Tuesday, June 4, 2013

Louis XVI's Irish Confessor

 Abbé Edgeworth is an important character in the novel Trianon. From Fr. Rutler:
The evening before January 21, 1793, the Abbé fell in tears at the King’s feet. Louis helped him up, made his last confession and then bade farewell to the Queen and their children. The Commune having reluctantly allowed the Abbé to put on vestments, as clerical dress had been forbidden, he said Mass and gave the King his last Communion.  The two stayed together until dawn:
The King, finding himself seated in the carriage, where he could neither speak to me nor be spoken to without witness, kept a profound silence. I presented him with my breviary, the only book I had with me, and he seemed to accept it with pleasure: he appeared anxious that I should point out to him the psalms that were most suited to his situation, and he recited them attentively with me. The gendarmes, without speaking, seemed astonished and confounded at the tranquil piety of their monarch, to whom they doubtless never had before approached so near….
In one of his last gestures, the King placed his hand on Edgeworth’s knee and then told the guard to take care of his priest. Louis appeared shocked when the guards began to bind his hands. Edgeworth told him: “Suffer this outrage, as a last resemblance to that God who is about to be your reward.”  The youngest of the executioners, eighteen years old, held the King’s head high and let some of the blood splatter on the Abbé. He slipped through the crowd: “All eyes were fixed on me, as you may suppose; but as soon as I reached the first line, to my surprise, no resistance was made…. I was not permitted, on this occasion, to wear any exterior marks of a priest. I was absolutely lost in the crowd, and no more noticed than if I had been a simple spectator of a scene which forever will dishonour France.”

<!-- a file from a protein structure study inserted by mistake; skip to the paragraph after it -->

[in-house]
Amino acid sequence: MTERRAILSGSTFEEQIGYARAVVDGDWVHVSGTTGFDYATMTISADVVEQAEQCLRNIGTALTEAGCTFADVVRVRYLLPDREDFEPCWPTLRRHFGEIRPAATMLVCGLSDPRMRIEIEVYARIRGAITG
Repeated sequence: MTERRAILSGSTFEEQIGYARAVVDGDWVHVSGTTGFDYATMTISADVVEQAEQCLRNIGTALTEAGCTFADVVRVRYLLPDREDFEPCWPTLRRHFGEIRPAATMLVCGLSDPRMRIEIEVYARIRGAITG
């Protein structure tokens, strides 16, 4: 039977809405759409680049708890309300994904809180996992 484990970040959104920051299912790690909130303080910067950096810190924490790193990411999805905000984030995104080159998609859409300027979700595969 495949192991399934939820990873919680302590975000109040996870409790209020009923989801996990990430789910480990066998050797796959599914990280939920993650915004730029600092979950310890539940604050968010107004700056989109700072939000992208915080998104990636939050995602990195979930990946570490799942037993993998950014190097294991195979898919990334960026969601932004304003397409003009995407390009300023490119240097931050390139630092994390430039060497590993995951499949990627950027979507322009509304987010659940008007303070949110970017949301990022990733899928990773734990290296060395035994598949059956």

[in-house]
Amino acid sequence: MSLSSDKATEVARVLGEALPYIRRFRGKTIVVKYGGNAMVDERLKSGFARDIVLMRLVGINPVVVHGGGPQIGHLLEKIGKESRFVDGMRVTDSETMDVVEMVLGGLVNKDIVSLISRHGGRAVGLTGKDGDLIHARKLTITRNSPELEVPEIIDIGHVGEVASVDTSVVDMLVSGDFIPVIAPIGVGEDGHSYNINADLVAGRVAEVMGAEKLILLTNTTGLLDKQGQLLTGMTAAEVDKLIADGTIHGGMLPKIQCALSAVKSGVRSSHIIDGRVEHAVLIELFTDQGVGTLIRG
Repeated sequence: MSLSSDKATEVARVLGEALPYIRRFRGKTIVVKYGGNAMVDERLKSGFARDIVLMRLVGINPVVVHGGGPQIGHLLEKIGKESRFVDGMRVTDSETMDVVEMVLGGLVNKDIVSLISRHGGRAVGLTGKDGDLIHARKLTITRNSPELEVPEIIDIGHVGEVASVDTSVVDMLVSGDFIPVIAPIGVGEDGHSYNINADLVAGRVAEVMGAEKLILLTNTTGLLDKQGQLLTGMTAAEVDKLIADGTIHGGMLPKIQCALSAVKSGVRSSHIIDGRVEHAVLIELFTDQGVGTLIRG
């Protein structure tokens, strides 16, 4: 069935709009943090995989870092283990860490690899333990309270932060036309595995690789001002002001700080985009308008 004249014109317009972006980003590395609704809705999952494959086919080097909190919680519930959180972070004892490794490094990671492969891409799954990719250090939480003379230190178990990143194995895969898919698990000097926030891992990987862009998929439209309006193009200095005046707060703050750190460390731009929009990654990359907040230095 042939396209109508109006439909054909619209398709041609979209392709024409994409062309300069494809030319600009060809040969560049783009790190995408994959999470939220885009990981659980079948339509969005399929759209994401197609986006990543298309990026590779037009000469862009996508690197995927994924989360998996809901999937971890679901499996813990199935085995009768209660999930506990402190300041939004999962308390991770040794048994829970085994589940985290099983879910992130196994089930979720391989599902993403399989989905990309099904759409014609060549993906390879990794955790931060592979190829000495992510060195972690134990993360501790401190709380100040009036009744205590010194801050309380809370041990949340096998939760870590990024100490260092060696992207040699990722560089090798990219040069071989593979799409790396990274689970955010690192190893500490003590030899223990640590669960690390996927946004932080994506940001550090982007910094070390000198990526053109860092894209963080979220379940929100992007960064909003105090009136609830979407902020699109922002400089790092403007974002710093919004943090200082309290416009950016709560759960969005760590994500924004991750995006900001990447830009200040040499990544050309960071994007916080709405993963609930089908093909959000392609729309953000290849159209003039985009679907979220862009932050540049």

The Abbé first took refuge in the Rue du Bac where the Blessed Mother would appear to Catherine Labouré in 1830. After a stay in Bayeux, he crossed to England in 1796 and went to Scotland to see the King’s brother, the comte d’Artois. Prime Minister Pitt offered him a large pension which he accepted, though he declined the presidency of Maynooth seminary and honors from King Louis XVIII. He joined the exiled household of Louis in Blankenberg and moved with them to Mittau in Russia. Louis delegated him to go to St. Petersburg and present the Order of the Holy Spirit to Czar Paul who, moved by the transparent piety of Edgeworth, knelt and begged his blessing. Back in Mittau he contracted typhus from nursing sick French soldiers stranded during the Napoleonic campaign. Risking contagion, the Princess Marie-Therese, daughter of Louis XVI, attended the deathbed of the “beloved and revered invalid, her more than friend, who had left kindred and country for her family.” (Read entire article.)

1 comment:

lara77 said...

Abbe Edgeworth was at the center of such remarkable and tragic history; what faith sustained him and King Louis XVI. The Abbe was correct; that act of the murder of an annointed sovereign was truly a dishonor France has always worn. I am always touched how Princesse Marie Therese was at the Abbe's bedside as he lay dying. How proud His Majesty would have been of his daughter.